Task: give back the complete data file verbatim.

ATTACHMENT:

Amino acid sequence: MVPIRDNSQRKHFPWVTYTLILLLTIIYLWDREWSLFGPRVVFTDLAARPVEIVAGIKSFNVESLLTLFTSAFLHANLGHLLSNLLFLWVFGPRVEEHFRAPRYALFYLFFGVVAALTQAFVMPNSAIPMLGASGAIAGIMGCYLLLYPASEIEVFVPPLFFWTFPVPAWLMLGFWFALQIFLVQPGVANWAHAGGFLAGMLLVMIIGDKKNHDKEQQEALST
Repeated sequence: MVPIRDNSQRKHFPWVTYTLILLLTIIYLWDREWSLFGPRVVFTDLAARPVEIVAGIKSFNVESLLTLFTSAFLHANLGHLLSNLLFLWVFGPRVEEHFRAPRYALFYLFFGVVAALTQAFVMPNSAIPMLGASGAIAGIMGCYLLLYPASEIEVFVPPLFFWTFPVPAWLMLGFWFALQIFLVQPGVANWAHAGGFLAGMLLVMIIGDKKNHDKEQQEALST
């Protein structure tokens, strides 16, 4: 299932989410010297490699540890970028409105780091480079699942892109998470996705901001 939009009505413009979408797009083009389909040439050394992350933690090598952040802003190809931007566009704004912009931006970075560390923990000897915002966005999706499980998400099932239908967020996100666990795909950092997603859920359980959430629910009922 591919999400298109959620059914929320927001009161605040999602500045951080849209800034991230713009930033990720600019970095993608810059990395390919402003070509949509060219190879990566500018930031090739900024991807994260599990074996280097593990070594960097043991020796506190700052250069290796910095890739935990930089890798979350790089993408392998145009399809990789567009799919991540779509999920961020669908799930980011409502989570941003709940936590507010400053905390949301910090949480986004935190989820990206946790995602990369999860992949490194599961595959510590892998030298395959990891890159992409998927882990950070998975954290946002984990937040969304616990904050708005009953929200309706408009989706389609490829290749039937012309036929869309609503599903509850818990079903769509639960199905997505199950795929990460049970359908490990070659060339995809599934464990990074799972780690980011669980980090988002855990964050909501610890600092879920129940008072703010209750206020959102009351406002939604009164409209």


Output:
Amino acid sequence: MVPIRDNSQRKHFPWVTYTLILLLTIIYLWDREWSLFGPRVVFTDLAARPVEIVAGIKSFNVESLLTLFTSAFLHANLGHLLSNLLFLWVFGPRVEEHFRAPRYALFYLFFGVVAALTQAFVMPNSAIPMLGASGAIAGIMGCYLLLYPASEIEVFVPPLFFWTFPVPAWLMLGFWFALQIFLVQPGVANWAHAGGFLAGMLLVMIIGDKKNHDKEQQEALST
Repeated sequence: MVPIRDNSQRKHFPWVTYTLILLLTIIYLWDREWSLFGPRVVFTDLAARPVEIVAGIKSFNVESLLTLFTSAFLHANLGHLLSNLLFLWVFGPRVEEHFRAPRYALFYLFFGVVAALTQAFVMPNSAIPMLGASGAIAGIMGCYLLLYPASEIEVFVPPLFFWTFPVPAWLMLGFWFALQIFLVQPGVANWAHAGGFLAGMLLVMIIGDKKNHDKEQQEALST
């Protein structure tokens, strides 16, 4: 299932989410010297490699540890970028409105780091480079699942892109998470996705901001 939009009505413009979408797009083009389909040439050394992350933690090598952040802003190809931007566009704004912009931006970075560390923990000897915002966005999706499980998400099932239908967020996100666990795909950092997603859920359980959430629910009922 591919999400298109959620059914929320927001009161605040999602500045951080849209800034991230713009930033990720600019970095993608810059990395390919402003070509949509060219190879990566500018930031090739900024991807994260599990074996280097593990070594960097043991020796506190700052250069290796910095890739935990930089890798979350790089993408392998145009399809990789567009799919991540779509999920961020669908799930980011409502989570941003709940936590507010400053905390949301910090949480986004935190989820990206946790995602990369999860992949490194599961595959510590892998030298395959990891890159992409998927882990950070998975954290946002984990937040969304616990904050708005009953929200309706408009989706389609490829290749039937012309036929869309609503599903509850818990079903769509639960199905997505199950795929990460049970359908490990070659060339995809599934464990990074799972780690980011669980980090988002855990964050909501610890600092879920129940008072703010209750206020959102009351406002939604009164409209």